Evaluation of the completeness of the ‘Golden Delicious’ apple genome assembly

CEGMA was used to evaluate the quality of the final assembly with a set of 248 ultra-conserved core eukaryotic genes [7]. Comparison analysis showed that 231 of 248 genes could be fully annotated (93.15 % completeness, see Table 1), and 243 of 248 genes met the criteria for partial annotation (97.98 % completeness). Using the same evaluation parameters, the completeness of the ‘Golden Delicious’ apple genome assembly v1.0 by Velasco et al. [6] was also evaluated, and a completeness of 88.71 % was obtained (220 of 248 genes could be fully annotated, see Additional file 1: Table S3). This benchmark further demonstrates the improved quality of the genome assembly reported herein.

Table 1 Statistics of the completeness of the hybrid de novo assembly genome of ‘Golden Delicious’ based on 248 core eukaryotic genes, produced by the software CEGMA [7] with default parameters

Repeat annotation of the ‘Golden Delicious’ apple genome assembly

Tandem Repeat Finder [8] was used to identify tandem repeats in the ‘Golden Delicious’ apple genome. RepeatMasker and RepeatProteinMasker [9] were used against Repbase [10] to identify known transposable element repeats. In addition, RepeatModeler [11] and LTR FINDER [12] were used to identify de novo evolved repeats. The combined results show that the total length of repeated sequences is about 382 Mb, accounting for ~60 % of the ‘Golden Delicious’ apple genome assembly (Additional file 1: Table S4).

Gene annotation

Genes for the ‘Golden Delicious’ genome were annotated using multiple methods, including transcriptome-based predictions, de novo predictions, and homology-based predictions. For de novo predictions, Augustus [13], GenScan [14], glimmerHMM [15] and SNAP [16] analysis were performed on the repeat-masked genome, with parameters trained from Arabidopsis thaliana. Partial sequences and genes with fewer than 150 bp of coding sequence length were removed. Predicted protein sequences from B. oleracea, G. max, O. sativa, P. mume, P. trichocarpa, P. persica, P. communis, V. vinifera, and Z. mays were used (Phytozome v10.3 [17]) for homology-based predictions. First, query sequences were subjected to TBLASTN analysis with an Expect (E)-value cutoff of 1 e-5. BLAST hits corresponding to reference proteins were concatenated by Solar software (The Beijing Genomics Institute (BGI) development), and low-quality records were removed. The genomic sequence of each reference protein was extended upstream and downstream by 2,000 bp to represent a protein-coding region. GeneWise software [18] was used to predict gene structure contained in each protein region. For transcriptome-based predictions, RNA from three structures (leaves, flowers, and stems) was isolated and RNA-seq data (NCBI SRP067376) were used for gene annotation, processed by Tophat and Cufflinks [19]. The homology, de novo and transcriptomic gene sets were merged to form a comprehensive and non-redundant reference gene set using EVidenceModeler [20] software. Our analysis indicates that the ‘Golden Delicious’ apple genome contains 53,922 protein-coding genes (Table 2). This is slightly fewer than the previous prediction of 57,386 genes [6]. Approximately 60 % of predicted genes were represented in our transcriptome data.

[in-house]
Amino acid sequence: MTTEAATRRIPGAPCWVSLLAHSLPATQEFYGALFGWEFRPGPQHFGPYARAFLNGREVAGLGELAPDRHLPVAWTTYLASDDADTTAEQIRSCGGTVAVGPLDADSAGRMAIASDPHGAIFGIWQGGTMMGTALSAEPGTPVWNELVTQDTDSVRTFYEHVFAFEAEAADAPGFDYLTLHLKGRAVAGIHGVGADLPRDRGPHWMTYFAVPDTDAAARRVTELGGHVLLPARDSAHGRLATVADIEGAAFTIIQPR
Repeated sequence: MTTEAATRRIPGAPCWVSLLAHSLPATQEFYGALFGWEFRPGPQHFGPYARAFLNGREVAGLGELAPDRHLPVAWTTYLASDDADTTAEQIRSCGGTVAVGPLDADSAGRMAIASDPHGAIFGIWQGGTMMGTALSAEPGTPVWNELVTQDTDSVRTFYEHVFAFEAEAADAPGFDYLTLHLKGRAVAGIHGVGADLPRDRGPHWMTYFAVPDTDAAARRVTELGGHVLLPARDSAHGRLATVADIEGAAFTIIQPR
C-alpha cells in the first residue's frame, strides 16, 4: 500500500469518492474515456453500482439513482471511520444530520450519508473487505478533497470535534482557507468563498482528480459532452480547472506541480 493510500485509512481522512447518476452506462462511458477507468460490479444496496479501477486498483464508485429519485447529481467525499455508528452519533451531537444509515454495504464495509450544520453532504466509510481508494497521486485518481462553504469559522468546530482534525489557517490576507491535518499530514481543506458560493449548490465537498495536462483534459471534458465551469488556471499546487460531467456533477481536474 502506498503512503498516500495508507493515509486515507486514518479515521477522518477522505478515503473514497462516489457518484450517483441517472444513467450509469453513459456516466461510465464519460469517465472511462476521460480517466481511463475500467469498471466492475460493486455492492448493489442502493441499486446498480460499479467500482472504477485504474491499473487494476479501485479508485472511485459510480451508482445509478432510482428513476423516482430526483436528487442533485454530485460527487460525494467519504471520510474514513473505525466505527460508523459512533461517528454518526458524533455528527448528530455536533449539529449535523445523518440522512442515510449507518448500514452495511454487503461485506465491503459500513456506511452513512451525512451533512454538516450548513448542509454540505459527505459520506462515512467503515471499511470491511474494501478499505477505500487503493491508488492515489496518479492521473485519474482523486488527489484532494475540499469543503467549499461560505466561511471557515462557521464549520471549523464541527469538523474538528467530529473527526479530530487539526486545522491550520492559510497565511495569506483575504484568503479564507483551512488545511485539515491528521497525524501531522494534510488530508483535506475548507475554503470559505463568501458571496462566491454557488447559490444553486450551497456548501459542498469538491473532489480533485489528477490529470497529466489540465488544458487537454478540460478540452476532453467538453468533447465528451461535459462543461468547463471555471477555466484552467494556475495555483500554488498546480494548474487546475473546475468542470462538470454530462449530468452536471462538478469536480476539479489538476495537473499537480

Table 2 Statistics for ‘Golden Delicious’ genome protein-coding sequences annotation

Non-coding RNA annotation

tRNAscan-SE (version 1.31) [21] software with default parameters for eukaryotes was used for tRNA annotation. rRNA annotation was based on homology with rRNAs from several diverse higher plant species (not shown), using BLASTN with ‘E-value = 1e-5’. miRNA and snRNA genes were predicted by INFERNAL software [22] using the Rfam database (release 11.0) [23]. The final results included 321 miRNAs, 274 tRNAs, 605 rRNAs, and 480 snRNAs (Additional file 1: Table S5).

Availability of supporting data

Sequencing reads of each sequencing library and RNA-seq data have been deposited at NCBI with the project ID SRP067376. Supporting data are also available in the GigaScience database, GigaDB [24]. All supplementary figures and tables are provided in Additional file 1.


CDS, coding DNA sequence; NCBI, National Center for Biotechnology Information


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This work was support by the National Science Foundation of China (31572106) and QG is supported by funding from the Thousand Talents Plan.

Authors’ contributions

FM, QG, YD and WW designed the study. JZ assembled the genome. XL, YX and NW extracted DNA, LK constructed libraries, LW and YY analyzed the data. QG, JZ XL, and SN wrote the manuscript. All authors read and approved the final manuscript.

Competing interests

JZ is a shareholder of Agri-biotech Lab Company (Kunming, Yunnan).

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Correspondence to Yang Dong, Fengwang Ma or Qingmei Guan.

Additional file

Additional file 1:

Supplementary figures and tables. (ZIP 326 kb)

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Li, X., Kui, L., Zhang, J. et al. Improved hybrid de novo genome assembly of domesticated apple (Malus x domestica). GigaSci 5, 35 (2016).